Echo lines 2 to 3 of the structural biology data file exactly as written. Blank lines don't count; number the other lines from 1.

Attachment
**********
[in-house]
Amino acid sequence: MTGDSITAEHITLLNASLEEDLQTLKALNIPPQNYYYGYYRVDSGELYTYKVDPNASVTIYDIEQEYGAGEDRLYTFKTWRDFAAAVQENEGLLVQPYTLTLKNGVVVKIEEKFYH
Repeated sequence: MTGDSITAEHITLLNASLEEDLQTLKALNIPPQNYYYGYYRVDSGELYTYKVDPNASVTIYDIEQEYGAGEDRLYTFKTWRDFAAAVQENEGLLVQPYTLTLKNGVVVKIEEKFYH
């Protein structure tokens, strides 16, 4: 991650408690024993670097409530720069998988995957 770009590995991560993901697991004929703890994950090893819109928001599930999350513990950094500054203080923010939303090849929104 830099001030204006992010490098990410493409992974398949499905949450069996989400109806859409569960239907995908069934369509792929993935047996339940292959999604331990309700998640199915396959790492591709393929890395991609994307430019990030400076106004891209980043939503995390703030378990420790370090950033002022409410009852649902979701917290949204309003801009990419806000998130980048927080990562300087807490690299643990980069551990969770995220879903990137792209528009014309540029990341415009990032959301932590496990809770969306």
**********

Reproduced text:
Amino acid sequence: MTGDSITAEHITLLNASLEEDLQTLKALNIPPQNYYYGYYRVDSGELYTYKVDPNASVTIYDIEQEYGAGEDRLYTFKTWRDFAAAVQENEGLLVQPYTLTLKNGVVVKIEEKFYH
Repeated sequence: MTGDSITAEHITLLNASLEEDLQTLKALNIPPQNYYYGYYRVDSGELYTYKVDPNASVTIYDIEQEYGAGEDRLYTFKTWRDFAAAVQENEGLLVQPYTLTLKNGVVVKIEEKFYH